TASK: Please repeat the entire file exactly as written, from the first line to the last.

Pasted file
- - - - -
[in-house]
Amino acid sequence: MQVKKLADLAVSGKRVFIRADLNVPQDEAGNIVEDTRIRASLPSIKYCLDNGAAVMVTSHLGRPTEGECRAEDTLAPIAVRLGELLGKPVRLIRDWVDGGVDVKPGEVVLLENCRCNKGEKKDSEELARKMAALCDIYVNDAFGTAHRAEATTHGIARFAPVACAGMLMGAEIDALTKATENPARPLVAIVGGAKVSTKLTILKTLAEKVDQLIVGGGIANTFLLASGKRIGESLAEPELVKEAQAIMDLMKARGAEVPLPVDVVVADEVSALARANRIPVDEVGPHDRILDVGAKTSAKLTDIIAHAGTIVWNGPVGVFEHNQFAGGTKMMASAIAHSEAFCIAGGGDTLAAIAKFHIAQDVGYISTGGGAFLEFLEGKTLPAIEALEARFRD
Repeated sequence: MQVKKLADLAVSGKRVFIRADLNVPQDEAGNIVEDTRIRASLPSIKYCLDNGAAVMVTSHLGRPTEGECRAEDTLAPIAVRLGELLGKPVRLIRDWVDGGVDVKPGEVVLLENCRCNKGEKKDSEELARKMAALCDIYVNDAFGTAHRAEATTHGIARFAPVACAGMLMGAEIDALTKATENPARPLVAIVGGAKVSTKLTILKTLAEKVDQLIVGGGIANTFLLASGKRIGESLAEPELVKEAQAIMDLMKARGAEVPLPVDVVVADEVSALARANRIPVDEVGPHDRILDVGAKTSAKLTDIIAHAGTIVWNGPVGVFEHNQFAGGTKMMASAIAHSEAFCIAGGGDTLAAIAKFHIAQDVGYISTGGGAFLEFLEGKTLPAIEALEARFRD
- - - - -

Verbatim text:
[in-house]
Amino acid sequence: MQVKKLADLAVSGKRVFIRADLNVPQDEAGNIVEDTRIRASLPSIKYCLDNGAAVMVTSHLGRPTEGECRAEDTLAPIAVRLGELLGKPVRLIRDWVDGGVDVKPGEVVLLENCRCNKGEKKDSEELARKMAALCDIYVNDAFGTAHRAEATTHGIARFAPVACAGMLMGAEIDALTKATENPARPLVAIVGGAKVSTKLTILKTLAEKVDQLIVGGGIANTFLLASGKRIGESLAEPELVKEAQAIMDLMKARGAEVPLPVDVVVADEVSALARANRIPVDEVGPHDRILDVGAKTSAKLTDIIAHAGTIVWNGPVGVFEHNQFAGGTKMMASAIAHSEAFCIAGGGDTLAAIAKFHIAQDVGYISTGGGAFLEFLEGKTLPAIEALEARFRD
Repeated sequence: MQVKKLADLAVSGKRVFIRADLNVPQDEAGNIVEDTRIRASLPSIKYCLDNGAAVMVTSHLGRPTEGECRAEDTLAPIAVRLGELLGKPVRLIRDWVDGGVDVKPGEVVLLENCRCNKGEKKDSEELARKMAALCDIYVNDAFGTAHRAEATTHGIARFAPVACAGMLMGAEIDALTKATENPARPLVAIVGGAKVSTKLTILKTLAEKVDQLIVGGGIANTFLLASGKRIGESLAEPELVKEAQAIMDLMKARGAEVPLPVDVVVADEVSALARANRIPVDEVGPHDRILDVGAKTSAKLTDIIAHAGTIVWNGPVGVFEHNQFAGGTKMMASAIAHSEAFCIAGGGDTLAAIAKFHIAQDVGYISTGGGAFLEFLEGKTLPAIEALEARFRD